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    The Fight Is On For Marriage Equality In 2016

    Marriage equality advocates want to "let love win" in 2016.

    Marriage equality advocates say 2015 can be the last year Australia does not have same-sex marriage.

    2015 was a frustrating year for marriage equality supporters. What once looked like a near-certainty was delayed indefinitely when former-prime minister Tony Abbott outmaneuvered marriage equality supporters in his own party to make a national vote official coalition policy.

    The earliest a marriage equality plebiscite can now be held is after the next federal election, likely to be in September 2016.

    Speaking to BuzzFeed News ahead of the launch of Australian Marriage Equality's 2016 campaign, AME chief Rodney Croome said 2015 had been a year of strong gains across a broad section of the community, but the next 12 months would be decisive for Australia's marriage equality campaign.

    "I know a lot of Australians are frustrated that we haven’t seen marriage equality yet, particularly when they look to other countries," Croome said.

    "But I always urge marriage equality supporters to look on the bright side and stay optimistic. And there's been some really important developments in Australia over the last 12 months."

    Croome nominates increasing support among Australia's sporting, religious and rural communities as some of the big gains of 2015, and is particularly pleased with growing support for same-sex marriage in conservative politics.

    "Most significantly of all, we've seen a big increase in the number of Liberal MPs willing to declare their support for marriage equality," Croome said.

    Mick Tsikas / AAPIMAGE

    A cross-party coalition of marriage equality supporters.

    "We've seen quite a few federal Liberal MPs declare their support, people like Josh Frydenberg, Sarah Henderson and Ewen Jones, as well as Darren Chester and Nigel Scullion from the Nationals. A swathe of coalition MPs have come out in support."

    "And most important of all, for the first time in history we now have the support of both the prime minister and the leader of the opposition."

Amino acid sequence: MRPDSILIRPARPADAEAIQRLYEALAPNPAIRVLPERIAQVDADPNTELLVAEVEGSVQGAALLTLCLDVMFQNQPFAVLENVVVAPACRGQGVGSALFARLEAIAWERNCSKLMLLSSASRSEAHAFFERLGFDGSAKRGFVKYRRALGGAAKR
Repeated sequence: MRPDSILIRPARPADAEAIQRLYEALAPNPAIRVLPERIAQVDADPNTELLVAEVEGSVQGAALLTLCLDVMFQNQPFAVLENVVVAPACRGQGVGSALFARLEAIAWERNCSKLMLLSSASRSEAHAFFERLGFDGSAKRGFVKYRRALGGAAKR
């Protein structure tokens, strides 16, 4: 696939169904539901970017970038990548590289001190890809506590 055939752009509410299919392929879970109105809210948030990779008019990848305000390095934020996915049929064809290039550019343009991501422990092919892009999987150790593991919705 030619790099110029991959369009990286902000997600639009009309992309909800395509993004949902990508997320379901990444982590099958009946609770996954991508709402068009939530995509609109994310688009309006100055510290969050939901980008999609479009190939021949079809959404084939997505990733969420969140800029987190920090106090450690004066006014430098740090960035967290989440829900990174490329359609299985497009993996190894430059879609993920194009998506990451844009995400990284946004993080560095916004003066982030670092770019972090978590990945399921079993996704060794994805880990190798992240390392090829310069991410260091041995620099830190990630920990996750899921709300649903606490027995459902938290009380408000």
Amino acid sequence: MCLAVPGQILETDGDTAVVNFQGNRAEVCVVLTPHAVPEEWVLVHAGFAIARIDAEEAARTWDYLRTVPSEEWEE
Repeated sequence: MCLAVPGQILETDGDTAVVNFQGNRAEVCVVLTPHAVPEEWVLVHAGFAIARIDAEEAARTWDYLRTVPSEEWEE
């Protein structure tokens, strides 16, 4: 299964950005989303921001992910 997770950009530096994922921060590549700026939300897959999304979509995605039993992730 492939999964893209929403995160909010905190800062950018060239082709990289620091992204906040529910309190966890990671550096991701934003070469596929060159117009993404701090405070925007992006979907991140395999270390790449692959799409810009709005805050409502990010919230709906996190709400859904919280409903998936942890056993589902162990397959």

Croome says the focus in 2016 will once again turn to parliament, where he believes only six votes are needed to gain a majority in both houses.


    AME is planning a campaign targetting 25 federal MPs, who Croome believes are open to voting for marriage equality.

    "A really important aim for us is to win a majority in parliament. We're six votes short in the lower house. We'll be fostering grassroots campaigns in 25 electorates aimed at winning over those six MPs we need to win over to have a majority in parliament," he said.

    Croome says he still hopes to avoid a plebiscite altogether, saying it's unnecessary and expensive.

    "Even if we have a plebiscite, the result will still need to be implemented by parliament.... We're hoping that if we secure a majority in parliament it will make it less likely that we'll need a plebiscite. If we have a majority in parliament, then the question becomes, why do even need a plebiscite?"

    AME's new campaign centres on "letting love win" in 2016, a goal Croome says is well within reach.

    "I do focus on the positive. I advise other supporters of marriage equality to focus on the gains we're making, and I do the same. And in the last 12 months, although we haven't yet achieved marriage equality, we have achieved a lot of progress, and I take great heart in that," he said.

    "I won't be so bold as to say it will happen in 2016, but it can happen."